The next film on this list is for those of us who enjoyed “The Fault in Our Stars,” which is about a sick girl finally living her life. In “Kiss & Cry,” a figure skater with a rare form of throat cancer finds herself falling apart in the face of her situation. Looking for something to hold her together, the girl finds her strength through singing to an online audience.

Through her journey, the girl finds unlikely company and allies in unexpected places. Though things happen so fast for her, she is able to remain strong through everything and decides that the journey is worth taking to meet the people who are there for her.

In a new Netflix original, the executives at Netflix decided to take on a new topic of conversation: eating disorders.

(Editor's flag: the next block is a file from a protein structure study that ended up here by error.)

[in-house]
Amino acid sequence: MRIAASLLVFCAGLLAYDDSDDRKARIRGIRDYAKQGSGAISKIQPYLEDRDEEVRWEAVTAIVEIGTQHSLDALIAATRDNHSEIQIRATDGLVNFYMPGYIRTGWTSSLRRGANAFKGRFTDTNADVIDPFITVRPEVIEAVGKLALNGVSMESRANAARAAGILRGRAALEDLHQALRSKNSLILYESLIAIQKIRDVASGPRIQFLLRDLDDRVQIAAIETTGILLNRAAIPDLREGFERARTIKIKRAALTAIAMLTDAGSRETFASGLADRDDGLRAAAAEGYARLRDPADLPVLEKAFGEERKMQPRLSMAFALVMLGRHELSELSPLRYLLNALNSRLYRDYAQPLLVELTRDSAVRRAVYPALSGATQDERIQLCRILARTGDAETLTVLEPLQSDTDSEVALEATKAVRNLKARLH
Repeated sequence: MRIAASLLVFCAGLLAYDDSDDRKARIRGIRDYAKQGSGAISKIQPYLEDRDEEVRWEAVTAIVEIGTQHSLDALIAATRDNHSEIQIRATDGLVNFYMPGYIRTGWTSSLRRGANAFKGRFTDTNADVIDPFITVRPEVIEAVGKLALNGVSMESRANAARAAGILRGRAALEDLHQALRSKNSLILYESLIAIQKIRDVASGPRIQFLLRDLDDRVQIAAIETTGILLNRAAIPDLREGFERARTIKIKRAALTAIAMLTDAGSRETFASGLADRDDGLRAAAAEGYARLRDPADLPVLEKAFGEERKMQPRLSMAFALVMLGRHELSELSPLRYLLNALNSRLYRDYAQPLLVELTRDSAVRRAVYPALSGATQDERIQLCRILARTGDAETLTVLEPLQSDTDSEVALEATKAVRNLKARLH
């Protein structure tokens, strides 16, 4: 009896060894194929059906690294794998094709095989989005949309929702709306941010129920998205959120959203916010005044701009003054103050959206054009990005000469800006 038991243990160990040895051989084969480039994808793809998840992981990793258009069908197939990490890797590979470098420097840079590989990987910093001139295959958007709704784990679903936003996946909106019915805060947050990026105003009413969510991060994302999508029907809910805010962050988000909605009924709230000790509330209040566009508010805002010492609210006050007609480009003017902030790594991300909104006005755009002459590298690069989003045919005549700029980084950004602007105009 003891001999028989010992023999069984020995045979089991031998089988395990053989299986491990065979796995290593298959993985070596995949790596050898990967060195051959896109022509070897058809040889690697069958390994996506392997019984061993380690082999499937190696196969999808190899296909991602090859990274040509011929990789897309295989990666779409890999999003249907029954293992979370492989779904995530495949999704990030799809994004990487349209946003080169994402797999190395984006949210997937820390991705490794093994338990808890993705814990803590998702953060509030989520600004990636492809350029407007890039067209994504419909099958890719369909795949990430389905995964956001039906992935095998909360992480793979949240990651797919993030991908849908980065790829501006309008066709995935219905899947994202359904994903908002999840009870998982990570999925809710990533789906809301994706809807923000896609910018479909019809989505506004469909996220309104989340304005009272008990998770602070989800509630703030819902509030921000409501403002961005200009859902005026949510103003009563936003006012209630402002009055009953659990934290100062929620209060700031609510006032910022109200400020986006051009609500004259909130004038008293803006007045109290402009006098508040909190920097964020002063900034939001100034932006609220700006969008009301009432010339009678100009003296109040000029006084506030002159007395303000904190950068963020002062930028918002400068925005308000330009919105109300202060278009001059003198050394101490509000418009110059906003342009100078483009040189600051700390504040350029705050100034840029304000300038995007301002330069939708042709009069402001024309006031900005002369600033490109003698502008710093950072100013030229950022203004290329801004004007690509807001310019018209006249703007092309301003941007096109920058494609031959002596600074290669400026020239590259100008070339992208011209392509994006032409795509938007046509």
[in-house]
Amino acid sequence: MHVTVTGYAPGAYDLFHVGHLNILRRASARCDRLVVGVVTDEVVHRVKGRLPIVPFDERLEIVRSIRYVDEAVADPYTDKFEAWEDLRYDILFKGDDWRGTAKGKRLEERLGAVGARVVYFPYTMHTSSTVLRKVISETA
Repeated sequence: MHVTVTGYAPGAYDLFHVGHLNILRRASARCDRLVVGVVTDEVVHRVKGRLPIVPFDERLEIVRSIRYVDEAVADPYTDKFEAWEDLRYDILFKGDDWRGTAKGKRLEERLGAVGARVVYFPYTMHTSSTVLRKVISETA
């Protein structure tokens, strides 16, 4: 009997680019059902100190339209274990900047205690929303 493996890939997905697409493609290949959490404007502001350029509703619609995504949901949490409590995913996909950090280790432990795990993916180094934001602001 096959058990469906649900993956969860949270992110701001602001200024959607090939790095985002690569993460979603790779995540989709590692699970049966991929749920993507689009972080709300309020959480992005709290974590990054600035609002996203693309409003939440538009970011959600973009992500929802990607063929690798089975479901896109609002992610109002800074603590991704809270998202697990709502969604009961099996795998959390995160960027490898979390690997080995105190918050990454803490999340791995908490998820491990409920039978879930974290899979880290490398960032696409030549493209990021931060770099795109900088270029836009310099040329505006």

In “To The Bone,” we meet a girl struggling with anorexia nervosa who is finding out that she needs something else in her life to bring her out of this rut she’s in. She moves into a group home to help her find her way.

During her journey, she meets many unlikely friends who lend her a hand in the home that’s run by an unusual doctor. This makes for many funny moments that liven up the mood of the film.

Our final film is new to Netflix but debuted in 2015: a flick about a woman who is getting married to her soulmate, but will need to come clean to her family first.

In “Jenny’s Wedding,” a woman plans to marry her girlfriend and has no intention to change that plan, but as her family has never heard the news of her sexual orientation, there is a bump in the road. Before plans for marriage can commence, she must tell her family she is a lesbian and hope that they want to be a part of her union.

Common reading lecture argues for empathy over hostility

By Kelsey Rogers, Assistant Living & Arts Editor

Writer Hanna Rosin approached the idea of answering hostility with warmth in the common reading lecture on Oct. 2 in Weber Chapel.